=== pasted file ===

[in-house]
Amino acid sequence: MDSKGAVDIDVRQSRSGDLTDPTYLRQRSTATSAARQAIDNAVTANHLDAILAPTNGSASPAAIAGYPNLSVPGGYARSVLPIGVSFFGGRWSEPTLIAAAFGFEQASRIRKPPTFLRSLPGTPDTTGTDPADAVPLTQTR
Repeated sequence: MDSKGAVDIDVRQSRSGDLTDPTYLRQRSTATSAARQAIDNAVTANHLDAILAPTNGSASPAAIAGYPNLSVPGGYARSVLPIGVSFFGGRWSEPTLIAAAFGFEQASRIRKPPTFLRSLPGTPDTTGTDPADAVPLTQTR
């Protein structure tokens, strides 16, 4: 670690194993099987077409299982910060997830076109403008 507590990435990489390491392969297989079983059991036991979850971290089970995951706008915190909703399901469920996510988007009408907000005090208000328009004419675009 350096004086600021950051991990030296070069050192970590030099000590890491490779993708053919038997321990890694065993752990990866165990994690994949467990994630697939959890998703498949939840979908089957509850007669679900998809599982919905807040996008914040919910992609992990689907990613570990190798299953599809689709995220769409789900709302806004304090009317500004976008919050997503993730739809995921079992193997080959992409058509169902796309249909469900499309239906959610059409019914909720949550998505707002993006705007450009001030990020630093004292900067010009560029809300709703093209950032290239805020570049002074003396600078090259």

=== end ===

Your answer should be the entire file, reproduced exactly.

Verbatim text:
[in-house]
Amino acid sequence: MDSKGAVDIDVRQSRSGDLTDPTYLRQRSTATSAARQAIDNAVTANHLDAILAPTNGSASPAAIAGYPNLSVPGGYARSVLPIGVSFFGGRWSEPTLIAAAFGFEQASRIRKPPTFLRSLPGTPDTTGTDPADAVPLTQTR
Repeated sequence: MDSKGAVDIDVRQSRSGDLTDPTYLRQRSTATSAARQAIDNAVTANHLDAILAPTNGSASPAAIAGYPNLSVPGGYARSVLPIGVSFFGGRWSEPTLIAAAFGFEQASRIRKPPTFLRSLPGTPDTTGTDPADAVPLTQTR
């Protein structure tokens, strides 16, 4: 670690194993099987077409299982910060997830076109403008 507590990435990489390491392969297989079983059991036991979850971290089970995951706008915190909703399901469920996510988007009408907000005090208000328009004419675009 350096004086600021950051991990030296070069050192970590030099000590890491490779993708053919038997321990890694065993752990990866165990994690994949467990994630697939959890998703498949939840979908089957509850007669679900998809599982919905807040996008914040919910992609992990689907990613570990190798299953599809689709995220769409789900709302806004304090009317500004976008919050997503993730739809995921079992193997080959992409058509169902796309249909469900499309239906959610059409019914909720949550998505707002993006705007450009001030990020630093004292900067010009560029809300709703093209950032290239805020570049002074003396600078090259």